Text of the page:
Wednesday, February 09, 2011

On Shame...

Just a quick preamble to say, "Yes, it's been a hell of a ride on the delayed grief train. I do hope to be reaching the end of the line soon. Perhaps I'll even blog about it someday." And now, on to more interesting matters...

Every once in a while, I stumble across some slip of paper, a picture, a piece of music - you get the idea - and I remember what life used to be like. For the most part, these memories are good ones. A receipt from the Water Grill reminds me of our anniversary dinner just 12 days before Iain was born. An article in the newspaper references the Mission Inn where Dalton's 20th class reunion was held and he reconnected with old friends. A visit to Shun Fat supermarket in Monterey Park with Debby and Iain launches me into stories about Dalton's obsession with Asian culture. Tonight, though, I stumbled onto Dalton's electronic prayer journal, and for the most part, the emotion it wrenched out of me was deep, desperate sadness and fear.

I know there are some of you that probably think I'm terrible for reading Dalton's prayer journal. But, we do it all the time with people who've been dead for centuries. No one seems to feel too badly about reading Martin Luther's works or Augustine's or about selling scraps of Picasso's drawings scribbled on a notepad in a hotel room (I might be mixing up my artists here). But, many of us actually knew Dalton, and the thought of knowing his struggles feels intrusive, disrespectful, and damaging to his legacy.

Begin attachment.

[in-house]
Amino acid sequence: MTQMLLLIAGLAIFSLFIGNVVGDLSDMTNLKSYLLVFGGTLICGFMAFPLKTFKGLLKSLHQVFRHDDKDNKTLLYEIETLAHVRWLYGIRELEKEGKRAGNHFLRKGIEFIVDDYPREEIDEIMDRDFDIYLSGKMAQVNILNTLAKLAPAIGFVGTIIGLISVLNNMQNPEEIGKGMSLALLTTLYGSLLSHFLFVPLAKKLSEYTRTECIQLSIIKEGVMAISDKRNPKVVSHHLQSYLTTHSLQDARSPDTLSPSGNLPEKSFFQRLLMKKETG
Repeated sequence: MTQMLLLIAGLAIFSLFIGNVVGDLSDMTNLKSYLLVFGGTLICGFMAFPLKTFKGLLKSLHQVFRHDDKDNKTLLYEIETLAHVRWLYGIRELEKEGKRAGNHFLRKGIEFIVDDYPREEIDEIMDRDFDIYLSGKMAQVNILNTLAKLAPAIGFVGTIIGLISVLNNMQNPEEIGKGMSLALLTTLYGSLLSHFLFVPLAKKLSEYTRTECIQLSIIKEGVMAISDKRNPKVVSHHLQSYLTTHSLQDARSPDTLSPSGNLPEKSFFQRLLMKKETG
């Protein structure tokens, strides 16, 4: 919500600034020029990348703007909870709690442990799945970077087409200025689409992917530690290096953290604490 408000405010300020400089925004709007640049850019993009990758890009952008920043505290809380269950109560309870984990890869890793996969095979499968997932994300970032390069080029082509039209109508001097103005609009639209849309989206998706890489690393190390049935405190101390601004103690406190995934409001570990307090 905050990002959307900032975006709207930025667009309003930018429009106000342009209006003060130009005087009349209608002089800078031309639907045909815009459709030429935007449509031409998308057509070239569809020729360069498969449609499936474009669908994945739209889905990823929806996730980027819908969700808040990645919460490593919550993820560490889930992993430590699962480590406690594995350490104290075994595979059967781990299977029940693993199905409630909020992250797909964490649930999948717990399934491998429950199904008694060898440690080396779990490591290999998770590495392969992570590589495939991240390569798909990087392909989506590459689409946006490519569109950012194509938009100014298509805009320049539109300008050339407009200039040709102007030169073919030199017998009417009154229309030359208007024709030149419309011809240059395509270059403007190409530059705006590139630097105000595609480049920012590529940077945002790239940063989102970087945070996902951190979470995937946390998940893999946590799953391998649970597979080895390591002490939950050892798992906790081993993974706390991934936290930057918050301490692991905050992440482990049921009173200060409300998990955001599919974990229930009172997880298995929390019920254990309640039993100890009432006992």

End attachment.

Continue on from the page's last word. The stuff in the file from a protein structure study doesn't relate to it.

So, I won't be publishing it.

But I will be writing about it. Because, it's not the detail that's important, it's the theme that is so compelling.

Why is it that some people struggle with a deep, consuming, self-loathing sort of shame? Dalton's writings (and those of many other great artists, thinkers, philosophers, and theologians) are full of anguish. He is utterly deperately remorseful for the things he has thought, done, and said. Perhaps this was a plus theologically? It does mean that he had a great appreciation of his need for forgiveness. He was able to recognize his lack of agency in affecting any change within himself apart from God. However, I can't help but wonder how different are our two experiences of shame.

I've never known that type of shame. I've experienced deep regret over things I've done. I've felt guilty, been remorseful, cried over my lack of self control and repeated failures. I've hidden myself for a time from those who love me. But, something inside has always assured me that the discomfort of being honest about who I was/am with even just one other person would never come close tot he isolation I would endure if I kept it to myself.

Why do some people continue to live in isolation, with their struggles hidden?

Is it genetic? Environmental? Spiritual? Is it something to be sought or resisted? What should we strive for in our relationships with shame, honesty, isolation, and forgiveness? What should we teach our kids to aspire to and how should we help them get there?

Reading Dalton's prayer journal did not reveal anything to me that I didn't already know. But, it did remind me of the courage and strength he must have had to walk through every day carrying such a heavy burden of the soul. He used to say that when he took Communion, he would experience for a moment, a complete sense of cleanliness and worth. The fact that he now has an everlasting sense of cleanliness and worth is a gift I am immensely grateful for.